In Major Victory for IRS DC Circuit Upholds IRS Annual Filing Program

In a major victory for IRS, in AICPA v IRS, the DC Circuit upheld the voluntary annual filing season program. The annual program allows unenrolled preparers to take a competency test and satisfy continuing education requirements in exchange for limited representation rights before Exam and publication in the IRS’s database of preparers, along with enrolled agents, CPAs and attorneys. The opinion reaches the merits of the IRS’s authority to create the annual program. In a prior opinion, the district court had found that AICPA did not have standing to bring the action that challenged the program. The DC Circuit, by reaching the merits of AICPA’s challenge, analyzed the reach of Loving and whether the program was a legislative rule that should have been issued via regulations rather than via a revenue procedure.


To get to the merits of the dispute the DC Circuit reversed the lower court on statutory standing.  The lower court held that AICPA did not have standing to bring the challenge. The DC Circuit felt that the additional supervisory responsibilities of CPAs and other licensed preparers, and the concomitant possibility that failing to supervise those preparers may bring sanctions under Circular 230, meant that AICPA had enough skin in the game to challenge the program.

The real importance of this decision is twofold:  first, the majority opinion takes a somewhat limited read of Loving, and second, in finding that the program is not a legislative rule for APA purposes and thus was not required to be issued under the APA notice and comment regime, the opinion provides cover for other IRS actions that the IRS may argue are merely interpretive and thus not subject to notice and comment.

As to the AICPA view that the annual program was a backdoor way to avoid Loving and regulate return preparation, the court disagreed, emphasizing that the rules allow for establishing competence in representing taxpayers in the exam process rather than regulate return prep per se:

We see nothing in the Program that attempts to resurrect regulations of the type enjoined in the Loving decisions. Unenrolled tax preparers who participate in the program “consent to be subject to the duties and restrictions relating to practice before the IRS in [certain sections of] Circular 230,”id. § 4.05(4); they do not consent to be governed by Circular 230 insofar as they are engaged in the business of tax preparation.

The Program also ties violations of Circular 230 to the limited practice right, not to the preparation of tax returns: Record of Completion holders “who violate Circular 230 during the course of [their] representation [before the IRS]will have their Record of Completion and ability to represent a taxpayer before the IRS under this revenue procedure revoked.” Id. § 7.01(2). When seen in this light, it is clear that the participants’ commitment to follow Circular 230 is coextensive with the IRS’s authority under § 330(a) to regulate practice before it.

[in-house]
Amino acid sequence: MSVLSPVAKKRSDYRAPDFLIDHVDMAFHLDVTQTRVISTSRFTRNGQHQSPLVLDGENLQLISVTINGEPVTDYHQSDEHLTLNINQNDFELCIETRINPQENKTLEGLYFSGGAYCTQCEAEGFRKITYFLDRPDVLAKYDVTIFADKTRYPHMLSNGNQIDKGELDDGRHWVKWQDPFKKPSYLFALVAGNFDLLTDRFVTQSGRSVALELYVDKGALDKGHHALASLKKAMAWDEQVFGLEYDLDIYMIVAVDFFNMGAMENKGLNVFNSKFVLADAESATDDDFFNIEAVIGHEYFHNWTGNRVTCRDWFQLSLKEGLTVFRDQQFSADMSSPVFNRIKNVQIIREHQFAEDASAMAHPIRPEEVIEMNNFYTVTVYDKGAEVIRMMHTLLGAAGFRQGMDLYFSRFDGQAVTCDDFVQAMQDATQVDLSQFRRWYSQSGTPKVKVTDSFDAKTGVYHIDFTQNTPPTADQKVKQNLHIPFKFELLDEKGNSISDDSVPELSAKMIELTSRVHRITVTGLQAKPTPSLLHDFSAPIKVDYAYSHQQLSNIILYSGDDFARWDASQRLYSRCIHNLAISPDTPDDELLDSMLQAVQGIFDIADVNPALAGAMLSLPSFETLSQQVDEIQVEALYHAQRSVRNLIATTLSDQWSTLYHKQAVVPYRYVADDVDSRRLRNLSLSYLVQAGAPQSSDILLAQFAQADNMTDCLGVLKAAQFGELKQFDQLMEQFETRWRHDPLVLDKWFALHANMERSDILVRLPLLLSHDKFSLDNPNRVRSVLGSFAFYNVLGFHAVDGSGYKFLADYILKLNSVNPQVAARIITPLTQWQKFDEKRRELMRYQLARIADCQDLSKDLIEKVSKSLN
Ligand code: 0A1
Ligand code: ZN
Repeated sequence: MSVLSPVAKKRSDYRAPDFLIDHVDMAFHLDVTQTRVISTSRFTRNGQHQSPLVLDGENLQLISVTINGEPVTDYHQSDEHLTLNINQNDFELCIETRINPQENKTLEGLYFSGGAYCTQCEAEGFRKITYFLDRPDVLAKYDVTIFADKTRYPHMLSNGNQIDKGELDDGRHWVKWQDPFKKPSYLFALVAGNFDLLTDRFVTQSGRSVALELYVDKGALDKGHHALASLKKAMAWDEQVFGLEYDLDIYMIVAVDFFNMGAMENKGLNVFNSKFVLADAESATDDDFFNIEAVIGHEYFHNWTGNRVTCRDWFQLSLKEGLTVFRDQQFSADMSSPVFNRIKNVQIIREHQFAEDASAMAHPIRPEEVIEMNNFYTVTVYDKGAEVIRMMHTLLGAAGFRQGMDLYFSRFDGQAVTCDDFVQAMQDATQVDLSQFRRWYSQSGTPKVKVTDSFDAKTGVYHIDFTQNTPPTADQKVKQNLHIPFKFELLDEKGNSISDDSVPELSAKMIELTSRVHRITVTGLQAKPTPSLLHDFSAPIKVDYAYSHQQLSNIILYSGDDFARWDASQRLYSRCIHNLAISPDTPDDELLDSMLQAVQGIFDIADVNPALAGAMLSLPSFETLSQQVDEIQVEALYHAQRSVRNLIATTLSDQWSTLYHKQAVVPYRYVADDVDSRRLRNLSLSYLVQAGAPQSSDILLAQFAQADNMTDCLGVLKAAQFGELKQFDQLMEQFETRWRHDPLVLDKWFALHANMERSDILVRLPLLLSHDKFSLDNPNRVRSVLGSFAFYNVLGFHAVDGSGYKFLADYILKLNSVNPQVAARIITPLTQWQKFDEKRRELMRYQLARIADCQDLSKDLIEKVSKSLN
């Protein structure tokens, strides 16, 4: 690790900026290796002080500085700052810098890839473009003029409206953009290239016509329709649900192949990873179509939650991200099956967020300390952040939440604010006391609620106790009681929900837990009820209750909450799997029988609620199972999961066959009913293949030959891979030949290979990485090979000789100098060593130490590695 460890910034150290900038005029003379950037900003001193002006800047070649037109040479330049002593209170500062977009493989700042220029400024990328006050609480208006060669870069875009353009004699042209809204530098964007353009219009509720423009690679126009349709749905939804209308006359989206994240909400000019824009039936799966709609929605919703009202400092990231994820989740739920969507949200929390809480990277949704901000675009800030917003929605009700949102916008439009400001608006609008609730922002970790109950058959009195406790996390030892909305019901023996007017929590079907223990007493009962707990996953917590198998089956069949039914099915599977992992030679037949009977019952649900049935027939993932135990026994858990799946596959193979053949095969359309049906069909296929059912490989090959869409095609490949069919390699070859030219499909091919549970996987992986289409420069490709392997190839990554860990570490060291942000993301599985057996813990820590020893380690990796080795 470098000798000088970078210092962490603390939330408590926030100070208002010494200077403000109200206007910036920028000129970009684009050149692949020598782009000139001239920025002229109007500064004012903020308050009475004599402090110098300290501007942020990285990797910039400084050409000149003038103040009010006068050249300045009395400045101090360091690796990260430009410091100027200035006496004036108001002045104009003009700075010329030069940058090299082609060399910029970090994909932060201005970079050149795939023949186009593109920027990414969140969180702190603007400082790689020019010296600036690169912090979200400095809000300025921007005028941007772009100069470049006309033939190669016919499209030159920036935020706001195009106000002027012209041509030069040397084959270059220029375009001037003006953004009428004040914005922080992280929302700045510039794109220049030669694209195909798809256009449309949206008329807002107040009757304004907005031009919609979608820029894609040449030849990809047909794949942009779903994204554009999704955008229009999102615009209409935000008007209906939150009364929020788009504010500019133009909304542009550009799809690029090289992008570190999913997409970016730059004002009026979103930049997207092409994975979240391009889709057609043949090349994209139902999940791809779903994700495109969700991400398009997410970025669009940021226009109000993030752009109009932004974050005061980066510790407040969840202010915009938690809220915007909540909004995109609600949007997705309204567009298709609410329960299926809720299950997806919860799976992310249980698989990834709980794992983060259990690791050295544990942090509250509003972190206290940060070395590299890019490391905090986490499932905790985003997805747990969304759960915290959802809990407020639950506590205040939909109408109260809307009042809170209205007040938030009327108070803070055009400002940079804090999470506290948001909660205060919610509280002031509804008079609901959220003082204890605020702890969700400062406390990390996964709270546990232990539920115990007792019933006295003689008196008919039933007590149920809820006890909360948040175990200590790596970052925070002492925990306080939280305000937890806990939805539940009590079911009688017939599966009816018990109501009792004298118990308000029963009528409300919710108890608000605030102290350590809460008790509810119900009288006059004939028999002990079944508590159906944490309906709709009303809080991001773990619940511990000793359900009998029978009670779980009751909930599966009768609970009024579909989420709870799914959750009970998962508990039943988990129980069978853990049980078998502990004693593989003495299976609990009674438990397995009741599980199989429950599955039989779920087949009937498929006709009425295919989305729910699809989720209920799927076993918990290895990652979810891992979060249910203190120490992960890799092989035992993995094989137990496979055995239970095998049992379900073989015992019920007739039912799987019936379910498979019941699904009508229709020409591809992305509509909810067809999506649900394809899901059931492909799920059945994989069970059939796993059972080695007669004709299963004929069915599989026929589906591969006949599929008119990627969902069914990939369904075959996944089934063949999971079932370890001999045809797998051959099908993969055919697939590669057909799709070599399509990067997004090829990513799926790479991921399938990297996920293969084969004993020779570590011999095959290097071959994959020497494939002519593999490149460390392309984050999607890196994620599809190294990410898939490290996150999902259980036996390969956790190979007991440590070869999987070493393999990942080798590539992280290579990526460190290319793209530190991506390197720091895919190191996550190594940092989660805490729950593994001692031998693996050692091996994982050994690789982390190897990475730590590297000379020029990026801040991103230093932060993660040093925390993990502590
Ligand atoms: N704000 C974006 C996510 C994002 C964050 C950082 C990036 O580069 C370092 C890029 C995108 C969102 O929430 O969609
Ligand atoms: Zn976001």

The issue that generated a spirited dissent was whether the program required notice and comment. This case is another in a line of cases where courts (mostly in the nontax context) have struggled to define what in fact is a legislative rule which, under the APA, requires notice and comment, as compared to an interpretive rule that is not required to be issued through notice and comment. Here, that was a crucial issue because the IRS served up these rules via a revenue procedure, rather than via regulations. AICPA argued that the program was in fact a legislative rule and the IRS failure to comply with notice and comment meant that it was improperly established.

The majority’s view that the rules were not legislative stemmed mostly from the voluntary nature of the program:

In this case the Revenue Procedure and associated Program do not bind unenrolled preparers at all; the Program merely provides an opportunity for those unenrolled preparers who both choose to participate and satisfy its requirements.

As to the argument that the rules imposed new burdens on supervisors (more akin to a legislative rule), the majority noted that supervisors had responsibilities under Circular 230 prior to the program, and that the opt in to Circular 230 for the unlicensed preparers who take the annual program does not extend to additional supervisory responsibilities pertaining to return preparation:

Nor does it impose any new or different requirement upon supervisors or unenrolled agents; Circular 230 bound supervisors and unenrolled agents before the Program took effect and continues to bind them now. [note omitted]

In further finding that the rule was interpretive, the majority took a dig at IRS for not being clearer in its revenue procedure that it meant to illustrate the meaning of the statutory term competence:

The AICPA also argues the Revenue Procedure cannot be an interpretive rule, and in its view therefore must be a legislative rule, because it “contains not a word of the reasoned statutory interpretation … that typifies an interpretative rule.” We disagree, although we acknowledge the agency could have been more clear. By clarifying how an unenrolled preparer seeking to practice before the IRS may “demonstrate … necessary qualifications … and competency” within the meaning of § 330(a), the Revenue Procedure “reflects an agency’s construction of a statute that has been entrusted to the agency to administer.” Syncor Int’l Corp. v. Shalala, 127 F.3d 90, 94 (D.C. Cir. 1997); see Interport Inc. v. Magaw, 135 F.3d 826, 828-29 (D.C. Cir. 1998) (holding a rule interpretive where “it explains more specifically what is meant” in another authority, in that case a legislative rule). As stated above, the Program requires unenrolled preparers who want to participate to complete a set number of hours of instruction, on specific topics, and pass a test before gaining the limited practice right. See REV. PROC. 2014-42 §§ 4, 6. Those requirements are the agency’s interpretation of what § 330(a) means by “competency” and the other criteria it lists. [footnote omitted]